Five more mosquitoes have tested positive for West Nile virus, Suffolk County health officials said Thursday.
State health officials told their Suffolk counterparts the five samples were collected Sept. 10 and Sept. 11 in the hamlets of Greenlawn, West Islip, Jamesport and Farmingville. The communities all had at least one mosquito test positive while Farmingville had two, officials said.
There now have been 73 mosquito samples that have tested positive for West Nile, and six which have tested positive for Eastern equine encephalitis. On Tuesday, Suffolk County health officials announced two cases of West Nile virus in people, the first reported cases of the season. The two cases involved two people older than 50 who live in the town of Islip, officials said.
In Suffolk, the first person with the virus developed symptoms in mid-August and was hospitalized for several days before being released, officials said.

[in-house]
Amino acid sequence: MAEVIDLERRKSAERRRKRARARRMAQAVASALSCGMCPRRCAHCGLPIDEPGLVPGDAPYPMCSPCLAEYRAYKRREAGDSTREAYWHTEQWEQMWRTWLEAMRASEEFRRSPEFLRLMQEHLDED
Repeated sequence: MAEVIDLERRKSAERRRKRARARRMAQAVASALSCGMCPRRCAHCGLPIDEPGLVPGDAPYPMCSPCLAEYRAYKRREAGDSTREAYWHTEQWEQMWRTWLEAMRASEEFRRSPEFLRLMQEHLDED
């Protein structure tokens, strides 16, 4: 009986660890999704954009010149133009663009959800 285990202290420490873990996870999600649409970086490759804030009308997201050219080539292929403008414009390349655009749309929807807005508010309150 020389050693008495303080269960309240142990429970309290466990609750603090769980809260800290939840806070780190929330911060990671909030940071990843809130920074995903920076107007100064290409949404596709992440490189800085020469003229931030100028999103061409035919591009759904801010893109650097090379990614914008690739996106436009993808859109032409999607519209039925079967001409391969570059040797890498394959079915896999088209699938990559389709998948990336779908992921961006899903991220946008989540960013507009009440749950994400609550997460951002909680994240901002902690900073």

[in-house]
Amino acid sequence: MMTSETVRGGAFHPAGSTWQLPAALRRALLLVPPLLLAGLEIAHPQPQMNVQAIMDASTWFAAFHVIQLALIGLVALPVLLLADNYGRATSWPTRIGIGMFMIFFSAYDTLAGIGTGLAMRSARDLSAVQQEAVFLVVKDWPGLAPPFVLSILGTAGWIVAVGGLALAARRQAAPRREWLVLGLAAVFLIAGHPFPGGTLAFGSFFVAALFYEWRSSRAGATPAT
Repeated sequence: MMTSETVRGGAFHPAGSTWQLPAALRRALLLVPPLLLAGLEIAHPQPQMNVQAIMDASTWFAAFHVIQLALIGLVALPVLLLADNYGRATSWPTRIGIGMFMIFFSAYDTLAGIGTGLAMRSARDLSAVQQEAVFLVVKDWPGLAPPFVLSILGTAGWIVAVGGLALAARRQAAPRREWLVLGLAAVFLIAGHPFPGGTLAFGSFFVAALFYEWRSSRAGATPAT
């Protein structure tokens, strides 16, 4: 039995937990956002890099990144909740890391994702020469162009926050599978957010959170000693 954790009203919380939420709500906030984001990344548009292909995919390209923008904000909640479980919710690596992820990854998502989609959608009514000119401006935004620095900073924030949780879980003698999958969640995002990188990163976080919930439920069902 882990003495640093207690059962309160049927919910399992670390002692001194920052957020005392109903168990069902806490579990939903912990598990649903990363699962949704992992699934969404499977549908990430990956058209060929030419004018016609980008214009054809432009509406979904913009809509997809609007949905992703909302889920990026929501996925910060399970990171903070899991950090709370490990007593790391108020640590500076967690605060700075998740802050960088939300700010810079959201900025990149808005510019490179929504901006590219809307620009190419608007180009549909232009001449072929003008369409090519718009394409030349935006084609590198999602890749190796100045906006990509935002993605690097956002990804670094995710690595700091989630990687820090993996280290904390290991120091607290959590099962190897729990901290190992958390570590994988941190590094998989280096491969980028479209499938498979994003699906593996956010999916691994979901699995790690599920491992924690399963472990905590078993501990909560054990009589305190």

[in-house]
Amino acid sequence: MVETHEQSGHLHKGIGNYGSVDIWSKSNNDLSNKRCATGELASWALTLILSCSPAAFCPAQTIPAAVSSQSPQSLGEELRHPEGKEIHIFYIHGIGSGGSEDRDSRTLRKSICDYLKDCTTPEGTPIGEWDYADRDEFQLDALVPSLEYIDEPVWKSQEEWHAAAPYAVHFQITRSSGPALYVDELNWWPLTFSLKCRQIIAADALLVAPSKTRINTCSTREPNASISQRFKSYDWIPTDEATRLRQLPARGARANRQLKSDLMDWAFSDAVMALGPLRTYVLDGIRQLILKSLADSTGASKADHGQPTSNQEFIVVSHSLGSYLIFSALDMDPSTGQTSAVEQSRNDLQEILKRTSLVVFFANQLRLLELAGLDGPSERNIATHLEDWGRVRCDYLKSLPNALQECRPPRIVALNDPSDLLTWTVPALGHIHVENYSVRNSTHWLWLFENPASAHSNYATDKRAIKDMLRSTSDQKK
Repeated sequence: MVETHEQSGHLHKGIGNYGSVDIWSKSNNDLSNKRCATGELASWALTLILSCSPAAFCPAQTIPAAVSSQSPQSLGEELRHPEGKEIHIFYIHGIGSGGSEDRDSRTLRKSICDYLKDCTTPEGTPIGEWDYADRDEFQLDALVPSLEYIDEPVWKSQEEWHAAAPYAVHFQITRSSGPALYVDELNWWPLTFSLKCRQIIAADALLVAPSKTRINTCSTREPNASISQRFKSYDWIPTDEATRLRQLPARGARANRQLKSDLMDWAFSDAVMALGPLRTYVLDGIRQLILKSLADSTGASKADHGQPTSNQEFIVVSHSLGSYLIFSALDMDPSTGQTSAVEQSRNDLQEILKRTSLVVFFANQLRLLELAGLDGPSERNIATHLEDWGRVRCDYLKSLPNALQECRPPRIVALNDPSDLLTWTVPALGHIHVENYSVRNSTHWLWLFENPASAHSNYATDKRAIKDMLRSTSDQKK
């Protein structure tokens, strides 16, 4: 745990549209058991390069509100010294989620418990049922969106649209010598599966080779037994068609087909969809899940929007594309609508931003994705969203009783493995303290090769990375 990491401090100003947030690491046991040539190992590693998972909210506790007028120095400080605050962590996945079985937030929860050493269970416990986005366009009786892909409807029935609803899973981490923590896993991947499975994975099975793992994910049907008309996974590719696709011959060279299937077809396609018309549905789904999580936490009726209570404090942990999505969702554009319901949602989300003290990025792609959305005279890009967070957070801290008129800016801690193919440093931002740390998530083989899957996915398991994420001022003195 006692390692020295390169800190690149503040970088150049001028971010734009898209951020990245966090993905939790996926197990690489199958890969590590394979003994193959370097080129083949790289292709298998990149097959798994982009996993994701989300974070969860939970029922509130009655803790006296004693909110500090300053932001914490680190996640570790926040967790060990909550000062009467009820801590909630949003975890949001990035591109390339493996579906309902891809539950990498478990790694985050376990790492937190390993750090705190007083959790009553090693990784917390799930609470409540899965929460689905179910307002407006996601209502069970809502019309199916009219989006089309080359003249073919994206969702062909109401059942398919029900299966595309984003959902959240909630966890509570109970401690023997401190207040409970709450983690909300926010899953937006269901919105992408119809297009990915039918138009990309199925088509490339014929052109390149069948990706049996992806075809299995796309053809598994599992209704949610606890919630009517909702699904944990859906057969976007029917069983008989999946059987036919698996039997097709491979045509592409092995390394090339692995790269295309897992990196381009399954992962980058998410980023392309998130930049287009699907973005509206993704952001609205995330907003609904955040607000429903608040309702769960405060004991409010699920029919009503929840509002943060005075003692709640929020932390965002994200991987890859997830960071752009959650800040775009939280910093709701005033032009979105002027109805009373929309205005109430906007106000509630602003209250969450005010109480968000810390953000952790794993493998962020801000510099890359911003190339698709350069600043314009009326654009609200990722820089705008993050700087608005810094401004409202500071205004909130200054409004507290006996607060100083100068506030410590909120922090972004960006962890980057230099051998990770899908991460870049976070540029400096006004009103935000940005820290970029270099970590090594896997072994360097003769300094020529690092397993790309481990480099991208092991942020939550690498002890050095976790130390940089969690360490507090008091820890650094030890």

The second person became sick in late August. That person was hospitalized with West Nile encephalitis, which is caused by the West Nile virus. That person has also been discharged, officials said.
West Nile virus is transmitted to humans by the bite of an infected mosquito. About 20 percent of those who become infected will show clinically noticeable symptoms of West Nile virus, officials said. Some of those symptoms include: fever, headaches, vomiting, diarrhea or a rash. Most people recover completely but fatigue can last for weeks or months, officials said.
People, especially those who are older than 50, or have compromised immune symptoms, are urged to take precautions to avoid being bitten by mosquitoes, like wearing insect repellents, wearing long sleeves and pants and avoid going outside from dusk until dawn, officials said.
In a statement, Suffolk County Health Commissioner Dr. James Tomarken said: "We don't want anyone to become ill because of a mosquito bite, so we are urging residents to do what they can to reduce their exposure to the virus, which can be debilitating to humans."
Suffolk County reported 11 human cases in 2018 and seven in 2017.